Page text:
By Kelsey Albright, Linda Golodner Food Safety & Nutrition Fellow
Over the past decade, food movements centered around eating local foods, “locavore”, organic, and ethically produced foods have sky rocketed. Being that many of these forms of producing and labeling food are the start of a new frontier, plenty of laws and regulations have been put in place to ensure that consumers are not misinformed about their food. As part of this movement, many Americans have turned to drinking raw milk. Surprisingly little is known about raw milk, and current regulations are lax to say the least.
More and more frequently consumers, especially children and others with weaker immune systems, are getting sick thanks to bacteria like Salmonella, E. coli and Listeria that can easily live and grow in unpasteurized milk. Maddie Powell is just one example of a child gravely sickened by E. coli found in raw milk. She developed hemolytic uremic syndrome (HUS ) and was hospitalized for weeks at great cost to her family.
So why do people keep drinking raw milk if it’s so potentially dangerous? Overwhelmingly, people are misinformed about how risky it is and assume that it must be more nutritious because it’s less processed. No scientific evidence supports raw milk having more nutrients. The CDC estimates that between 1993 and 2006, 1500 people have fallen ill from drinking raw milk and consumers are 150 times more likely to contract a food borne illness from raw milk than pasteurized dairy products. Pregnant women should be especially careful because even if they don’t feel sick, bacteria in raw milk can cause miscarriage, fetal death or illness, and even death among newborns.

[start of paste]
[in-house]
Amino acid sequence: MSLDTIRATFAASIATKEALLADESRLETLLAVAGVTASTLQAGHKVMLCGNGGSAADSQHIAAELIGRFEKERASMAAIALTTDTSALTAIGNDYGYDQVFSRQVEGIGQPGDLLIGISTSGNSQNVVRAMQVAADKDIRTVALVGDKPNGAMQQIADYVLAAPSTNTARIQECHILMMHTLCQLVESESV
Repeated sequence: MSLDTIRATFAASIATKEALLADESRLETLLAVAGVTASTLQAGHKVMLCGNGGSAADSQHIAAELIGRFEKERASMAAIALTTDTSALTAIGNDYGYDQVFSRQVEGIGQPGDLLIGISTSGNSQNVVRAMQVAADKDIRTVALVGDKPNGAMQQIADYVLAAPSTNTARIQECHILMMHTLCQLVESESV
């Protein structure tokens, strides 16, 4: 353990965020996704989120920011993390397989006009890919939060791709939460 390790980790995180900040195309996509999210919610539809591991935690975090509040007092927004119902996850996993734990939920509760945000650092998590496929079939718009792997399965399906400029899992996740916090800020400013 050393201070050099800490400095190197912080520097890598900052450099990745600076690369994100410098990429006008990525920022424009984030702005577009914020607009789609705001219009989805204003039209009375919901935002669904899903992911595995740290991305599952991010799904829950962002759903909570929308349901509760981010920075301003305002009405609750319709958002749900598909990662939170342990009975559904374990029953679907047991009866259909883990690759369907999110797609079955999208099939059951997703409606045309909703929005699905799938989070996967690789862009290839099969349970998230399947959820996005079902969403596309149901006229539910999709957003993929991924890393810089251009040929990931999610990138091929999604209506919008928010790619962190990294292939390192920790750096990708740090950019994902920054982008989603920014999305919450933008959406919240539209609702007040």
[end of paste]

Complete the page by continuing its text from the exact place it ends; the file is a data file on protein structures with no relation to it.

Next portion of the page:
In this day and age of high fat, sugar, and salt, it can be tempting to search for foods that are the least processed. Fortunately there are alternatives to raw milk. Light pasteurization or “low-temperature vat pasteurization” heats smaller amounts of milk to a temperature cooler than is typical with regular pasteurization for a longer amount of time. Also buying milks that aren’t homogenized, meaning the fat hasn’t been broken up so it remains suspended in the milk, is a viable option for those who might think raw milk is simply tastier. Please, for your own sake, don’t drink raw milk.